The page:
CSU communications professor Eric Aoki in the A/PACC office

CSU communications professor Eric Aoki discussed  intersectionality to students at a recent A/PACC TEA Time, explaining  people read each other on the basis of numerous variables, which creates a “web of complexity.”

He said it is therefore dangerous to believe one variable is responsible for discrimination, explaining that identities such as class, race, gender and sexual orientation interact and compound each other.

Eric, who is of Mexican and Japanese descent and is queer-identified, says intersectionality  “adds flavor to the way we view identities.”  He explained that his Mexican and Japanese identities are adjectives to his American noun, adding that he shouldn’t have to choose between them.

Eric stated, “I am Mexican American and I am Japanese American, not half and half. I am 100% both.”

At 43 years old, Eric said he is beginning to tire from advocacy efforts and is depending on the upcoming generation to take up the torch for equality.

To achieve progress, Eric said ways of living need to be more multi-sectional, meaning people should learn more than 1 language, live within more than one culture and get to know different people instead of shying away from the unfamiliar.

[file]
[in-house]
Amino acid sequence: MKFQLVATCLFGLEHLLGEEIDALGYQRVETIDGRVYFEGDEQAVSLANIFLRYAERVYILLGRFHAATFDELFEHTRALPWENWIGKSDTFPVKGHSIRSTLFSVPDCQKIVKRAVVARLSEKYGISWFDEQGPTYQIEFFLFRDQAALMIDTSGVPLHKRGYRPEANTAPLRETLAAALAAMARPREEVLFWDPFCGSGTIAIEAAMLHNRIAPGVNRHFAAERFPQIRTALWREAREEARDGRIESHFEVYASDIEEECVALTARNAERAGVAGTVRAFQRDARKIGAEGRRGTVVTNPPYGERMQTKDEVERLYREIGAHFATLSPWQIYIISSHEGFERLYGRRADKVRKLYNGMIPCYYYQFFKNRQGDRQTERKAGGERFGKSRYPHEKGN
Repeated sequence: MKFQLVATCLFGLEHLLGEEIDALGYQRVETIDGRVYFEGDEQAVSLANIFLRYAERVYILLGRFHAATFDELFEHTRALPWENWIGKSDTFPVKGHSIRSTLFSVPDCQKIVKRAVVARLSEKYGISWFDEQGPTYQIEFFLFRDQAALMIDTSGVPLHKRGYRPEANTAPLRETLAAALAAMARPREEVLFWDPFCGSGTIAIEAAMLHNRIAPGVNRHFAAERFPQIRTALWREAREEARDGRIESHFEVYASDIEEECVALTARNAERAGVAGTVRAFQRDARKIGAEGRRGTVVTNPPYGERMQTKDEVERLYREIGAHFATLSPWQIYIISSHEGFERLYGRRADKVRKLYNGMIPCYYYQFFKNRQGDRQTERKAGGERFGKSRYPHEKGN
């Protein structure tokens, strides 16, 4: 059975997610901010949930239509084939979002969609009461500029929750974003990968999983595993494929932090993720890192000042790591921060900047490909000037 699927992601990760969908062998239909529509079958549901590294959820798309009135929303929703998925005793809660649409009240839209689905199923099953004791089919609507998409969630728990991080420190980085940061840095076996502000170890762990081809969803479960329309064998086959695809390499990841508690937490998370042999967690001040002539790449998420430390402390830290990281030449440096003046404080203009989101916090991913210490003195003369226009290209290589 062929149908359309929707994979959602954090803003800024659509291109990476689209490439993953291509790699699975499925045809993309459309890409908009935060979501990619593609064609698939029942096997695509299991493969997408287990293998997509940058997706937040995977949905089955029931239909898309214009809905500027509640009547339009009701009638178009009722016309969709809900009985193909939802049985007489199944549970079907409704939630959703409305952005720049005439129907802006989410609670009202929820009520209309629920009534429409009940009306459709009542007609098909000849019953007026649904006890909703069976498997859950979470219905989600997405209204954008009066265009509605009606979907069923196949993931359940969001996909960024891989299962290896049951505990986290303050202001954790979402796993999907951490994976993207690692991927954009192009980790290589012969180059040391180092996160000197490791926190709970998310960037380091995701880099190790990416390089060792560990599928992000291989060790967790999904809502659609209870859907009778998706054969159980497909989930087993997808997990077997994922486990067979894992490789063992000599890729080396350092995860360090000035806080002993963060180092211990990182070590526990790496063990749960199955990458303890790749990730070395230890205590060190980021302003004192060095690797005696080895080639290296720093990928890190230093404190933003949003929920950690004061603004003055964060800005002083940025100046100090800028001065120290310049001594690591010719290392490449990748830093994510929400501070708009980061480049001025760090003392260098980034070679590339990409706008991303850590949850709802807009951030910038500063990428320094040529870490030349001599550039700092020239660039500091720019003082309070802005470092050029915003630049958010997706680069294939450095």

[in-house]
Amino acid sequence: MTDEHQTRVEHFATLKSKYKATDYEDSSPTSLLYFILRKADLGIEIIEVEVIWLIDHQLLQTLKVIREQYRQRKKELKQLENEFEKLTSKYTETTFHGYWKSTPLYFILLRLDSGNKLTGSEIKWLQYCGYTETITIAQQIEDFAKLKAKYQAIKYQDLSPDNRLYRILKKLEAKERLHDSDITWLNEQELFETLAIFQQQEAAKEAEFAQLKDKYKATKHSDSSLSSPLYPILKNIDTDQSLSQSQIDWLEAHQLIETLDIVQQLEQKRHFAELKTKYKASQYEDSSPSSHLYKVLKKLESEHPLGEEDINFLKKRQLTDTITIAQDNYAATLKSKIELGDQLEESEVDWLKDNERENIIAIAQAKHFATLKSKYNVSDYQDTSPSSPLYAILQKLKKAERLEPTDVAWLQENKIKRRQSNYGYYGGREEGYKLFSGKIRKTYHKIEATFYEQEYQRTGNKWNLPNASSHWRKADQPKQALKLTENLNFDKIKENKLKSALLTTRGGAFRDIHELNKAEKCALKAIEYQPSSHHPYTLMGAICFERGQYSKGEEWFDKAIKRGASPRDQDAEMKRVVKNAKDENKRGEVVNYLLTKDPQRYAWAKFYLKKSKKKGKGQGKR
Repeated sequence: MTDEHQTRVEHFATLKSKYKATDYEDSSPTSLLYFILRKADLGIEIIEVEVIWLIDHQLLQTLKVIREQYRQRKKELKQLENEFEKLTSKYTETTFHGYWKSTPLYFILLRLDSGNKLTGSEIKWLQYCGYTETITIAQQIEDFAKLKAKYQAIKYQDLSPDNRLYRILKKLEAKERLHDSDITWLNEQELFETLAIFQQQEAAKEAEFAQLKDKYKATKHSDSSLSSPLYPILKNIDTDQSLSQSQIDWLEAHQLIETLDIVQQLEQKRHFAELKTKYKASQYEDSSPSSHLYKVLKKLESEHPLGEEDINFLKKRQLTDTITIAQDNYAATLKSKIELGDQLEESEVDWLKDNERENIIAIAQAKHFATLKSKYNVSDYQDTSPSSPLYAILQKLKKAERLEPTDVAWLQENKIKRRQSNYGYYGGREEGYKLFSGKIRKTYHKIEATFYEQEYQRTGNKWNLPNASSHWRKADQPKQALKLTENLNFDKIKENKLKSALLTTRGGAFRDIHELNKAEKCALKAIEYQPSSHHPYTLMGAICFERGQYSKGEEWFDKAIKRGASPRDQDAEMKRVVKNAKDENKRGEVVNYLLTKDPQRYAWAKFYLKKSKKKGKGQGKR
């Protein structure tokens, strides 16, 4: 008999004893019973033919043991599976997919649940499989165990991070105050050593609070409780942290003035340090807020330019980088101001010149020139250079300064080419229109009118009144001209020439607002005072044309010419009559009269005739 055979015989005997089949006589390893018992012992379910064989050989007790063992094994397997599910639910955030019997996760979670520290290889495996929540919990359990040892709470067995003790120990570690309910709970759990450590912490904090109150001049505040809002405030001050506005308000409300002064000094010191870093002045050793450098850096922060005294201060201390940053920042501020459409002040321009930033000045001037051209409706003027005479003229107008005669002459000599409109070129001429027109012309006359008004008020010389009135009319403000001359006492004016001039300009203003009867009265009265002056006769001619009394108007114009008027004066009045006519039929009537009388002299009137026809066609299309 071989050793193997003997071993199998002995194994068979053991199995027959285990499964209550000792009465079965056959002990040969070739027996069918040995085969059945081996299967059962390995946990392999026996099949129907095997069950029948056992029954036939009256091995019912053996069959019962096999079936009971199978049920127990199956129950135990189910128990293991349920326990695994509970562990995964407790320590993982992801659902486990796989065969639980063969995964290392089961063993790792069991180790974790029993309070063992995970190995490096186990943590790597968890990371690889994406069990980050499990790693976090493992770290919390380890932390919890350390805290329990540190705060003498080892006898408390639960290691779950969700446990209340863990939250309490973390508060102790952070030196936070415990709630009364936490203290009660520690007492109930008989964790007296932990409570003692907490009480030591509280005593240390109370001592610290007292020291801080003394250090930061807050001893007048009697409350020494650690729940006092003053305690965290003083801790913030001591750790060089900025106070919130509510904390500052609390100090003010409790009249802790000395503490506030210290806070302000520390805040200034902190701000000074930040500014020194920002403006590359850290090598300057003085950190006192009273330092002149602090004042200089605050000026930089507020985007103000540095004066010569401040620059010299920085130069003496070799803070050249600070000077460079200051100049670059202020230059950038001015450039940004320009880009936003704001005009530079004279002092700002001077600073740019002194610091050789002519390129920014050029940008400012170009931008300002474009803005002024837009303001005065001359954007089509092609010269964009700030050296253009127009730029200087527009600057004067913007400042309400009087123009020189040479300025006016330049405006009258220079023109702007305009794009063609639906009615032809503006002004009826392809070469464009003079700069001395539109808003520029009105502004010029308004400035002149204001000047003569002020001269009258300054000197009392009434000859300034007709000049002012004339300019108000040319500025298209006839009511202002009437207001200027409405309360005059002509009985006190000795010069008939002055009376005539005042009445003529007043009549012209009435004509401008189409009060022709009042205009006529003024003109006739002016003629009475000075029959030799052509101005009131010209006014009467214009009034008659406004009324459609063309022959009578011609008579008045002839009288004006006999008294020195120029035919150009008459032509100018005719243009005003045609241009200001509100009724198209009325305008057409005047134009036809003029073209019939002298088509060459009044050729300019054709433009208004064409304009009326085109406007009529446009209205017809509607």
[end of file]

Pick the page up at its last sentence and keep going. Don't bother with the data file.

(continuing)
In order to move away from racism, sexism, ableism and ageism, Eric said “We must learn to sing a common song, even if with different beats.”

To see when the next TEA Time is check out our website!

What are your experiences on intersectionality??

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2 Responses to Intersectionality

  1. KWB says:

    I always enjoyed listening to Eric’s talk. He is always so knowledgeable and inspiring. I totally understand about living intersectionality in life. I am also very proud of him being an open gay professor on campus — he is a role model for all. I am also proud to be an ally to that community and be a voice for others.

    • csuapacc says:

      We agree that Eric is a role model advocate for equality and found his talk inspiring as well! It’s cool how he meets discrimination and prejudice head-on without anger by gently pointing out to people how their comments or discriminatory behavior make him feel stereotyped and uncomfortable.

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